They say you always remember your first love; I sure do. He had long, curly hair that was sometimes styled in a ponytail, but more often in a set of twists. He was light-skinned and baby faced, the kind of lethal combination—I would later learn—synonymous with trouble. He had an innocent sounding voice that lent itself well to his innocent rap lyrics. He also happened to be one fourth of the boy band B2K.
The American R&B group was formed in 1998 and released their self-titled debut album 15 years ago today. It reached #2 on the Billboard Top 200 chart and hit #1 on the U.S. Hot R&B/Hip-Hop Songs albums chart. Lil’ Fizz, J-Boog, Raz-B, and lead singer Omarion were the source of millions of young teenage hormones; their faces peppered the walls of their rooms, their songs soundtracked their middle school highs and lows, and their eventual split broke their pubescent hearts.
But let’s rewind a bit. The year was 2002, Lil’ Bow Wow just dropped the “Lil’” from the beginning of his moniker, and B2K joined him on the Scream 2 tour. Hundreds of girls—myself included, much to the detriment of my father’s eardrums—stretched their vocal chords to their limits in a failed attempt to get the attention of their favored group members, while holding glitter-adorned signs likely declaring their love. It’s the same spectacle you would find at any popular boy band's concert at their prime.
Timeline wise, The Boys of the New Millennium peaked when N’Sync and The Backstreet Boys were waning. They were, by no means, on the same level of fame as the two, but that wasn’t due to a lack of talent. In actuality, one could make the argument that B2K’s dance moves, catchy songs, and the fact that they not only had singers but also a rap component tied in, offered up a more diverse music approach. That might just be a biased former fan talking, but I stand by it. Nevertheless, the quartet grew to be the biggest black boy band in the world, a position formerly held by icons like New Edition and The Jackson 5 before them, and one that’s been left pretty unoccupied since.
As the story usually goes with boy bands, though, B2K eventually parted ways. The reasoning behind the split is where things get messy. Band member Raz-B accused their manager, Chris Stokes, of sexually molesting him at one point. The others denied the accusations, citing other reasons for the split. According to Omarion, it came down to egos. “It is true that B2K broke up but it’s not about me leaving or them leaving. It’s about us growing up and wanting to do our own thing,” he said in a 2004 interview with Jet magazine. “You can’t be a tight unit when everyone is more concerned with their own stuff that they are in the group.”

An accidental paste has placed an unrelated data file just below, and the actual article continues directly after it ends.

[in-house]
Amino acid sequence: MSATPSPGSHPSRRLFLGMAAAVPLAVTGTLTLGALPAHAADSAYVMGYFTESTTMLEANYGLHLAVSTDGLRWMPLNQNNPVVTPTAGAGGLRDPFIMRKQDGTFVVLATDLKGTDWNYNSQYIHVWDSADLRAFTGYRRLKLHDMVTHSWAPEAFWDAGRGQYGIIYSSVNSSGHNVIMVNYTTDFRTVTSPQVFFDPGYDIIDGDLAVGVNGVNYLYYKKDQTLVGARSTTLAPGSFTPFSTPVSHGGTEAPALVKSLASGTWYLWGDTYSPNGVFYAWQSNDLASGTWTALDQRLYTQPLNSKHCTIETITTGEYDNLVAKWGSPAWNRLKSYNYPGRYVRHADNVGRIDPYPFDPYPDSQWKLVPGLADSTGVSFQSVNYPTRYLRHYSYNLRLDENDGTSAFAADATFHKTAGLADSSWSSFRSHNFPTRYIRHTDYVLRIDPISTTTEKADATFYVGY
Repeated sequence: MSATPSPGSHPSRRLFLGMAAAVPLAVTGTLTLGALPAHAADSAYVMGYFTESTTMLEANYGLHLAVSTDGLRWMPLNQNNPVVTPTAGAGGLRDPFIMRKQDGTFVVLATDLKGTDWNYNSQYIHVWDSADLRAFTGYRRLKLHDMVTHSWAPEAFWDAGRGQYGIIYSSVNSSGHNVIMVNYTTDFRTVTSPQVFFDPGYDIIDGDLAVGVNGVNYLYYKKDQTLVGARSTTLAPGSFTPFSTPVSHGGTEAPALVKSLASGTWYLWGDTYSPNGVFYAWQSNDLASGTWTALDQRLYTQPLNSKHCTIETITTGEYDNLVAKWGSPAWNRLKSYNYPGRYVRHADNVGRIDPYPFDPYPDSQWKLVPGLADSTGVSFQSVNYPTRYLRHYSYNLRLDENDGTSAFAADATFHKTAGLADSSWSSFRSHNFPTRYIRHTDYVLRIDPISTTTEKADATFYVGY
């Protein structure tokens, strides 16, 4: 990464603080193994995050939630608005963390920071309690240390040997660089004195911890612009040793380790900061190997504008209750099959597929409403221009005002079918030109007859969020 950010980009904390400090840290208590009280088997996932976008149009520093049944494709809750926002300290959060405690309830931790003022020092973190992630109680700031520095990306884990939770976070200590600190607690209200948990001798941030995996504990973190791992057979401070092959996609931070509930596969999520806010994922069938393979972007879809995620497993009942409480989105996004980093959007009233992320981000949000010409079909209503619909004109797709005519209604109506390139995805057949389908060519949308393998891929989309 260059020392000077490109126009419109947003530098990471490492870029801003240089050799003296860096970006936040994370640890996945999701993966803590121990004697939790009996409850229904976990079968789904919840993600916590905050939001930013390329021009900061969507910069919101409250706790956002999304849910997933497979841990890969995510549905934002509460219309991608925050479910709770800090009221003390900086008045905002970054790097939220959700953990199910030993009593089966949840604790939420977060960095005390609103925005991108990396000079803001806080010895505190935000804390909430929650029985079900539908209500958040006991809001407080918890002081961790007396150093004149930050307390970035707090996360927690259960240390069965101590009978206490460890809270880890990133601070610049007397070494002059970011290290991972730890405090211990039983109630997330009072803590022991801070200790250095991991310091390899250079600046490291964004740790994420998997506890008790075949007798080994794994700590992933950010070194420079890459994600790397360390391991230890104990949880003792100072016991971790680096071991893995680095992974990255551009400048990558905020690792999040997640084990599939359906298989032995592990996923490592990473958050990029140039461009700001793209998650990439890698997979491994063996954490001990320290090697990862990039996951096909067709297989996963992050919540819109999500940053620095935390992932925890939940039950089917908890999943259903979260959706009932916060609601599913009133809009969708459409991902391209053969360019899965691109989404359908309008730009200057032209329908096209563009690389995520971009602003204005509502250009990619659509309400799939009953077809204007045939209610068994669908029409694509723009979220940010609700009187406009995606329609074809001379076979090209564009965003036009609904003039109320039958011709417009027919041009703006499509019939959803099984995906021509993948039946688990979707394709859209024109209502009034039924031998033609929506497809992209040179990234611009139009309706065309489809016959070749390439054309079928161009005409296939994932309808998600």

While Lil’ Fizz and J-Boog’s reasoning also circled back to Stokes, their issue came down to a mishandling of finances on his part. They said that Stokes withheld money from the group that they earned from record sales and touring. “We didn’t break up. We left management, Chris Stokes.” J-Boog told Jet magazine. “Omarion decided to stay. We don’t want to do business with Chris. As long as he works with Chris, there won’t be a B2K.”
And after the release of the dance battle film You Got Served, which came out after the band’s split, there wasn’t. Solo projects were attempted, with Omarion’s notably being the most successful (Stokes went on to produce a handful of his albums), but B2K as the early aughts knew it, was no more. The breakup was quick, but if you look back, their career wasn’t around very long anyway. They came onto the scene in 2002 and released their last and final album in 2004. It was a short-lived but significant career for the young and naïve Californian heartthrobs.
Today, with disbanded band members getting back together every other month, we wouldn’t be surprised if a B2K reunion was on the horizon. In fact, we insist it does. Omarion seems to be the only one still releasing (successful) music. Lil’ Fizz is a regular member on Love & Hip Hop Hollywood. According to his Instagram, J-Boog looks like he works out a lot and is a proud—and still fine as hell—dad. Raz-B, the more elusive of the bunch, seems to be the only one of the four rooting for a coming together of some sorts (he’s also the only one whose social media handle includes a mention of the former band).
Surely, more than a decade later, the dust has settled between the quartet. And if it hasn’t, well, we’ll be waiting and ready with newly-minted vocals, neon poster board, and freshly charged phones for when it does.